The Best of Everything

Tuesday, December 15, 2009



Today's book, "When it was first published in 1958, Rona Jaffe's debut novel electrified readers who saw themselves reflected in its story of five young employees of a New York publishing company. There's Ivy League Caroline, who dreams of graduating from the typing pool to an editor's office; naive country girl April, who within months of hitting town reinvents herself as the woman every man wants on his arm; Gregg, the free-spirit actress with a secret yearning for domesticity."

Retro thoughts:

  • Perhaps it's just that today's book takes place during one of my favorite time periods - the 50s - but I loved it! I do tend to get totally sucked into any book that takes place in the 40s and 50s and judge it by different standards. But, even removing the time period from the equation, I still really enjoyed the book. My favorite part: the main character, Caroline. I felt an instantly connection to the character - which is something that happened to me regularly as a child, but hasn't happened as frequently since I got past the age of twelve.

  • The author of today's book mentions in the introduction that she was approached by Hollywood producer Jerry Wald, who was looking for a modern-day Kitty Foyle - but she quickly read the book, hated it, and decided that she could do better. I read Kitty Foyle a few months ago for the blog and while I didn't hate the book (in fact, I kind of liked it), I do agree that the author of today's book was able to do a much better job. I learned while reading today's book that like Kitty Foyle, the book was made into a movie. So now I think we all know what I'm going to be wasting ridiculous amounts of time doing on the Internet when I'm done writing today's entry.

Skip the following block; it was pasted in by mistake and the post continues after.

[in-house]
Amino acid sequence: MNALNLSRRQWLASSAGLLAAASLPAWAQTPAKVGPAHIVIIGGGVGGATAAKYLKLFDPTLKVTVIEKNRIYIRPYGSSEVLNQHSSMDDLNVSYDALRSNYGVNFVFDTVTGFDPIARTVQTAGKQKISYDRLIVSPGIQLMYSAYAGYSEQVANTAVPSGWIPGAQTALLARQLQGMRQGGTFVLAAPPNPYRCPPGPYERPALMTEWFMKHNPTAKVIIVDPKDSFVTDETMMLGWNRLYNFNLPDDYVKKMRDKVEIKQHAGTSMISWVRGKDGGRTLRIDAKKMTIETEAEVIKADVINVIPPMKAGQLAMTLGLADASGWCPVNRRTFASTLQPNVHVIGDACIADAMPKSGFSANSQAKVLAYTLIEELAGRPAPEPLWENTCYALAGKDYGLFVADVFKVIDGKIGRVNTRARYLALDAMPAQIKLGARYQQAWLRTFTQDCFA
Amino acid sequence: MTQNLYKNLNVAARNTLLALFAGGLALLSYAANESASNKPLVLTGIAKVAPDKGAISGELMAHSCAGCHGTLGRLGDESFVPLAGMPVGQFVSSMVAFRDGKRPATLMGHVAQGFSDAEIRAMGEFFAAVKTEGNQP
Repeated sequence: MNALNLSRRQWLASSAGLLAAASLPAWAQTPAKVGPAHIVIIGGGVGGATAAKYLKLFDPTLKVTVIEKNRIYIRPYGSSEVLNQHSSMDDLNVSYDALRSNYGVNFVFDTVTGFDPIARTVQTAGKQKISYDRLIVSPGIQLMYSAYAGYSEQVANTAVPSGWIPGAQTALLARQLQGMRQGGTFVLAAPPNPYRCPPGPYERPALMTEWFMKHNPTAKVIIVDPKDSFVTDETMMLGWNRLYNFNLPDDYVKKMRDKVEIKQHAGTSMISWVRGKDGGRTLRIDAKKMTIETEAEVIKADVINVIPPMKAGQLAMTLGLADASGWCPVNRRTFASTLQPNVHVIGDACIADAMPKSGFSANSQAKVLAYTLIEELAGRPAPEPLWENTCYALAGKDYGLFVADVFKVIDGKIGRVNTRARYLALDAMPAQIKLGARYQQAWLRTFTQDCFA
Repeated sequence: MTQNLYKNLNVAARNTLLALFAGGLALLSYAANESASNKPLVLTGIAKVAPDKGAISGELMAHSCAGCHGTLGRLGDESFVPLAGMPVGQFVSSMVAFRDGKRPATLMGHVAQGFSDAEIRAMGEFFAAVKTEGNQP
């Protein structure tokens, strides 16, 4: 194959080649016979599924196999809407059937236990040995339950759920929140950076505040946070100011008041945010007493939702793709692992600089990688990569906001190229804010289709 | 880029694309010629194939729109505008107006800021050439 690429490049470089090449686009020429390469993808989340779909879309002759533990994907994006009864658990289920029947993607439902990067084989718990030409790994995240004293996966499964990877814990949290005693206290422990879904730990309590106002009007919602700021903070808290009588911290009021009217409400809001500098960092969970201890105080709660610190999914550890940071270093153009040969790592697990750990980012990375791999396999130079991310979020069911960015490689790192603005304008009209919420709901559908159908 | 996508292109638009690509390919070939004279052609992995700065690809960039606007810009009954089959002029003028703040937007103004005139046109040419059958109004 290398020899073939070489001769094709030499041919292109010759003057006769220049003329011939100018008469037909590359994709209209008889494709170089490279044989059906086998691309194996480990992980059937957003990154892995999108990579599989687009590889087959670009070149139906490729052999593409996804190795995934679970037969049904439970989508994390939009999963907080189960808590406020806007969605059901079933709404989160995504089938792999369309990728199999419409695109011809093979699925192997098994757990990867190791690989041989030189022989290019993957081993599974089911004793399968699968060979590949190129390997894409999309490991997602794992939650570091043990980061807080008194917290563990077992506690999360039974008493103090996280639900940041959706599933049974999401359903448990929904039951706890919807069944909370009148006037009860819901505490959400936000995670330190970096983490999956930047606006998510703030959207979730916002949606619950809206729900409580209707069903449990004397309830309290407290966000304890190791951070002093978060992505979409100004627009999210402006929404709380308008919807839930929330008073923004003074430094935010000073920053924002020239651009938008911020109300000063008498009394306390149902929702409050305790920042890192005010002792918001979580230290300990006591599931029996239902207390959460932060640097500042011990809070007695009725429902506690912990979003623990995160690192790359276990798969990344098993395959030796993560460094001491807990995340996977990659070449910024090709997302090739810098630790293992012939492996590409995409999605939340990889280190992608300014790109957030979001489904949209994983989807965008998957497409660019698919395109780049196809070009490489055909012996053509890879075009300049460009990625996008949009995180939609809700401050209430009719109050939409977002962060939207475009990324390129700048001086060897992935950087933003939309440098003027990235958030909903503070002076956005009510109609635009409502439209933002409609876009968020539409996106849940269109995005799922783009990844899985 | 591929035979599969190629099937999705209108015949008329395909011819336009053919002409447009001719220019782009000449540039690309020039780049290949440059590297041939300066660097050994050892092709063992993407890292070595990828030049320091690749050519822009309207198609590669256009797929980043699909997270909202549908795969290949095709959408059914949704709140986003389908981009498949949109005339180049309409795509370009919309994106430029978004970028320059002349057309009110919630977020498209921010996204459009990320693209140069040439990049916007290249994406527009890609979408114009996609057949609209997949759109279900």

• Today's book included the thing that I always hope for in old books, talk of money. I know talking about money is supposed to be very bad manners, but I just can't get enough of the characters in old books talking about how exciting it is to be earning $50 a week! It reminds me of my all-time favorite line from Homefront, "I'll never be a $10,000 a year man."

  • And now time for an extremely shallow and totally pointless thought: One of the characters in the book was named Miss. Farrow and I spent the entire book trying to force my brain to read her name as Miss. Farrow. But my brain continued to protest and insist on reading it as Mia Farrow. After fifty pages I decided to just stop fighting it, because trying to force my brain to behave like a brain that hasn't been fed a steady diet of celebrity gossip for the last twenty years became futile. It was slowing me down. So I decided to just embrace it. So basically I've started to treat my brain like a child that's so bratty its own parents are afraid of it.